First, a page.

Facebook Marketplace sees over a billion users buying goods each month, but they aren’t the only ones “transacting.” FB Marketplace scams are increasing too. According to the Federal Trade Commission’s most recent report, 90% of online shopping scam victims claim they were cheated through Facebook or Instagram.
To avoid getting scammed, don’t take your transactions off the platform. Always pay for items through Facebook. You have the right to a refund only if you use the official payment and shipping methods.
If you expect a product by mail, get a tracking number. Use Facebook Checkout to protect your purchase.
FB Marketplace has special filters to narrow your search down to the products that you can pick up locally. You can meet the seller in person and inspect the product before making a commitment.
If you arrange an in-person meeting, take someone with you or share your plans to meet the seller with a friend or family member.
Before or in lieu of meeting the seller in person, take the time to verify who they are. Use tools to search for people to make sure they are genuine and check their profiles for reviews. Avoid newly created accounts without reviews.
Don’t pay for an item before receiving it.
Now, let’s move on to some of the most common FB Marketplace scams and how to identify them.
Taking the transaction off Facebook
Scammers will try to get your money in a way that you’ll have no recourse, like through a Venmo payment or wire transfer. Taking your communication off Facebook’s official channels is not a good idea. The social medium’s Purchase Protection policies only apply to transactions via Facebook Checkout, so if you pay a different way, there is no guarantee you will get your money back should something go wrong. Stay current on Venmo scams if you choose this method.
Malicious entities post links to fraudulent cryptocurrency giveaways on their Facebook profiles, hoping unsuspecting users will sign up. Facebook has no verification process, so anyone can use it as advertising space. When you click on a link to a fake giveaway, you risk downloading malware onto your computer. This gives hackers access to sensitive information, including bank and email account passwords.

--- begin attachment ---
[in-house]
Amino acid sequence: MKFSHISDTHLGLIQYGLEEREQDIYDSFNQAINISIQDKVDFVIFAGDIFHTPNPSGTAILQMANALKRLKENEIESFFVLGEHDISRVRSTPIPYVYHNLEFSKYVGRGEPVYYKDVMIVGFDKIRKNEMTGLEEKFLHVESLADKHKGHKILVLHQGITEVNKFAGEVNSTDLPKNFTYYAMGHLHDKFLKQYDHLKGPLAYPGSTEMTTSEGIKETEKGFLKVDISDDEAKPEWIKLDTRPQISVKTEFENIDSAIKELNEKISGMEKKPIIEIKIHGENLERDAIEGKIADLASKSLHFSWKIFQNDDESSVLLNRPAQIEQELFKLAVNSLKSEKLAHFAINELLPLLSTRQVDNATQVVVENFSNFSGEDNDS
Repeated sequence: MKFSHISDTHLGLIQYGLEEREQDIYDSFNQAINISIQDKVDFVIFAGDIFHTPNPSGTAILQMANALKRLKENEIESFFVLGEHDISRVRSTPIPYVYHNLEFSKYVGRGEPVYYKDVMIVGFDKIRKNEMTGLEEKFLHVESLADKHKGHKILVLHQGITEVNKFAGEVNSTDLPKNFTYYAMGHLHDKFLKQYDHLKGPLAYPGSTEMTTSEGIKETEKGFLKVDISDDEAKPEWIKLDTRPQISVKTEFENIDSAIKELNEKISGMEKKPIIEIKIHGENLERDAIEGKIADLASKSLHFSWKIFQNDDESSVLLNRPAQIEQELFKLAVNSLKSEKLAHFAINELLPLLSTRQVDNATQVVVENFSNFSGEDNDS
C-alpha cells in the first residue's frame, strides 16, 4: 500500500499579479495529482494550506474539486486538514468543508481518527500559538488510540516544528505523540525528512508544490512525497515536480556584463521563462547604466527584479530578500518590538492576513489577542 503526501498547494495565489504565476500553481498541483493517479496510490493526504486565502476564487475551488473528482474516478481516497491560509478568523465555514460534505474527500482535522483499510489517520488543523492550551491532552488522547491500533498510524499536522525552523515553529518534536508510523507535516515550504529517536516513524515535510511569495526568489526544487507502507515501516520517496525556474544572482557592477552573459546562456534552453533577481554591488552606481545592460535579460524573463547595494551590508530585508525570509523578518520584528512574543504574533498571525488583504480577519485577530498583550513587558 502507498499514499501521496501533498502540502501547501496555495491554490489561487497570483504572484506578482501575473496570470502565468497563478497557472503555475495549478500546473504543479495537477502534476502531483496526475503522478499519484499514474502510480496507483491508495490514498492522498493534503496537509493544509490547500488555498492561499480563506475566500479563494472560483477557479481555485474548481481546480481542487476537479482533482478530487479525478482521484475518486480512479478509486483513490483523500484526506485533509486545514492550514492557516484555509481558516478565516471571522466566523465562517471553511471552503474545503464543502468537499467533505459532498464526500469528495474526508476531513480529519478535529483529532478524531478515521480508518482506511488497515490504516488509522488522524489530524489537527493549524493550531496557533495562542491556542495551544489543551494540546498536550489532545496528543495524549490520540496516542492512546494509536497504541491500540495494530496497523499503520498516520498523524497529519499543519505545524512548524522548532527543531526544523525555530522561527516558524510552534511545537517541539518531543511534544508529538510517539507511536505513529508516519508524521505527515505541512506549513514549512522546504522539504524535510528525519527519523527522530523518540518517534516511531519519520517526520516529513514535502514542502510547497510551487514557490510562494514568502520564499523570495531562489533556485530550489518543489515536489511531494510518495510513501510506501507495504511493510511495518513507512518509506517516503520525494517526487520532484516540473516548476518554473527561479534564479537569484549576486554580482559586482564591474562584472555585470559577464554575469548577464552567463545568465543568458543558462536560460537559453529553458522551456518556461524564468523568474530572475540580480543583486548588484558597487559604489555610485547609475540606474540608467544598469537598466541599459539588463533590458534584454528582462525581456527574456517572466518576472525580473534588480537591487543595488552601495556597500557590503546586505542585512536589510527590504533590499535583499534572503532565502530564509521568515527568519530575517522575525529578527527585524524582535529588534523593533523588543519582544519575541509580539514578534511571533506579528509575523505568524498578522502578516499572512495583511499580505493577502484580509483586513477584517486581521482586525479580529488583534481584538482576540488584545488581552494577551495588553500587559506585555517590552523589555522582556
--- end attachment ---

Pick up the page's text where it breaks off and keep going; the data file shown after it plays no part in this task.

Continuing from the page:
If a giveaway seems too good to be true, it probably is. Report suspicious accounts and ignore links that don’t seem to lead to legitimate sites to prevent your data from landing in the wrong hands.
If the price of a gaming console or a designer jacket seems too good to be true, the above applies. FB Marketplace is rife with pirated or fake items priced suspiciously below market rate.
Look up the standard price of an item in advance and compare it to the price on FB Marketplace. Ask for pictures of the product before you commit. A stock photo is an obvious deterrent to any purchase.
Another common Facebook Marketplace scam is selling a defective product. This is especially likely if you’re buying a computer or another tech device. The seller knows it doesn’t work, but they hope you won’t check. Before paying, test the device, especially if you’re buying electronics.
Examine the seller’s profile before buying something on Facebook Marketplace. There are quite a few fake Facebook accounts created to trick people into buying products that don’t exist or are fake. The fraudster then disappears with the money.
Most people’s Facebook accounts are at least a decade old. A recently created account is a red flag. Be wary of any account that was created in the past few months.
The scammer will ask you to pay for shipping insurance and costs for items being sent by mail. They might even send a shipping invoice, but it will be fake. When you pay for “insurance,” the scammer disappears.
A legitimate seller on FB Marketplace will not ask for additional payment beyond the price of the product. Cancel the transaction if they ask you to send money for unexpected fees.
Fake rental properties
Some property listings on Facebook Marketplace use fake or misleading pictures, or the seller wants fees for background checks. Signs of a scam include requiring immediate payment or making excuses why they can’t show the apartment. Always view the property in person and confirm that it’s actually available before you transfer money or even fill out a form.
Just walk away if the seller changes the price of a product in the course of communication. A scammer lures people in with a low price, then tries to sell the product for more than agreed. Back out at any sign of inconsistency.